The manuscript of this novel was discovered by John J. Healey in a box left by his grandfather, Professor Vincent P. Healey, after his death. This engaging work of fiction is a romantic account in which four iconic figures of American Letters play a leading role.
In the summer of 1851 Herman Melville was finishing Moby Dick on his family farm in the Berkshire Hills of western Massachusetts. Surrounded by his mother, sisters and pregnant wife, it was a calm and productive season until his neighbor Nathaniel Hawthorne lured him to Amherst. There they met twenty-year-old Emily Dickinson and her brother Austin. On a whim the two distinguished authors invited the Dickinson siblings to accompany them on a trip to Boston and New York. In Manhattan they met journalist Walt Whitman and William Johnson, a runaway slave, and it was there, despite their efforts to control it, that Emily and Herman fell in love.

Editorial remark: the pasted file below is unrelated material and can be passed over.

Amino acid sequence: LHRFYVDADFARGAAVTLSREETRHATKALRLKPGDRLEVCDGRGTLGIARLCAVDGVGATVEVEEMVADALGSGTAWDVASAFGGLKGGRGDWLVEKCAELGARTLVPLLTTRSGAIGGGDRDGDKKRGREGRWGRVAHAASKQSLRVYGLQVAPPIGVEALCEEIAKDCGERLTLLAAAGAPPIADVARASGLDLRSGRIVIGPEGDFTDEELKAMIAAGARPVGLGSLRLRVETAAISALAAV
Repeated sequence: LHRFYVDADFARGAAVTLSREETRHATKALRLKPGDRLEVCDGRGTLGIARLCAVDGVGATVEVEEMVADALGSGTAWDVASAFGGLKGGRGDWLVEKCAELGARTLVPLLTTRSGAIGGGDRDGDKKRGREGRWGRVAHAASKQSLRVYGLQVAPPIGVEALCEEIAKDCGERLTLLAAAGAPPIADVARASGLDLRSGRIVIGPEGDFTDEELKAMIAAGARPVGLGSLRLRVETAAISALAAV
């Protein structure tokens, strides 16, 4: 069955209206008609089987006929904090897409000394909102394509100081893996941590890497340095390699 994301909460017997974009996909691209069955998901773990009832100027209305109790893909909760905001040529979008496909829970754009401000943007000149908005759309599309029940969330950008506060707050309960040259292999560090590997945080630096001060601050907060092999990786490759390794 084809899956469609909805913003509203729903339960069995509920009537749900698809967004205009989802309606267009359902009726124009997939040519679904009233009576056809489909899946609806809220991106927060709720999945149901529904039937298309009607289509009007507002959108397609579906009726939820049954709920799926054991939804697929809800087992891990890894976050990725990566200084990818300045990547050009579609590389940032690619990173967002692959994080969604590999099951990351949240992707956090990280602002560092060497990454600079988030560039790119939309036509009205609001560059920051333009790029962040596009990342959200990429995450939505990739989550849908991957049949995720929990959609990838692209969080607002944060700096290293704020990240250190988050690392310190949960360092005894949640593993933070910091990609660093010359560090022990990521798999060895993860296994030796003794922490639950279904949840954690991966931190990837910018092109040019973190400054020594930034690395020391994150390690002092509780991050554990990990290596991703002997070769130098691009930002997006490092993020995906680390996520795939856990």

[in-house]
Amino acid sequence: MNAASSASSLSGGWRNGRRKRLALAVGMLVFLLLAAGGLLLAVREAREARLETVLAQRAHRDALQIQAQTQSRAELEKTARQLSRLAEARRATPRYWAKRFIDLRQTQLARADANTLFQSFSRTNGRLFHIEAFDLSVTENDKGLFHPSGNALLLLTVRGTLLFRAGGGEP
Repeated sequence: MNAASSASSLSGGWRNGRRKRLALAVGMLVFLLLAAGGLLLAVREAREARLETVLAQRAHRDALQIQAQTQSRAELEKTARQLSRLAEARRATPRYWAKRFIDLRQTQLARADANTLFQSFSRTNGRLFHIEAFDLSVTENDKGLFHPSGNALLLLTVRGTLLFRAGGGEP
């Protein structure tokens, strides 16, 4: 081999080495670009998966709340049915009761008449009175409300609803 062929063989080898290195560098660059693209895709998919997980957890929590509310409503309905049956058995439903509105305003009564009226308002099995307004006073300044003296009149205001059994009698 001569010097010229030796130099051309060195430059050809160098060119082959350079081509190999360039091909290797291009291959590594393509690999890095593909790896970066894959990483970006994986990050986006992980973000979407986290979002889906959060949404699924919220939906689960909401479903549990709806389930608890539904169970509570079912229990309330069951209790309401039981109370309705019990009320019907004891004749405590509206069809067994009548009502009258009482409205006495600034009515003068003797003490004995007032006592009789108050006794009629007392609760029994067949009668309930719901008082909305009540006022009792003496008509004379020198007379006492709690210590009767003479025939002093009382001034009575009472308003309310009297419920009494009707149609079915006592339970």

John J. Healey is a writer, filmmaker, and author. He has directed two documentary films: Federico García Lorca, A Family Portrait for RTVE in Spain, and The Practice of the Wild, about the poet and ecologist Gary Snyder. First published in the Harvard Review, he now writes articles for El País in Madrid and for the Huffington Post. His previous novels, Emily & Herman and The Samurai of Seville, were published by Arcade in 2013 and 2017, respectively. He currently splits his time between Spain and the United States.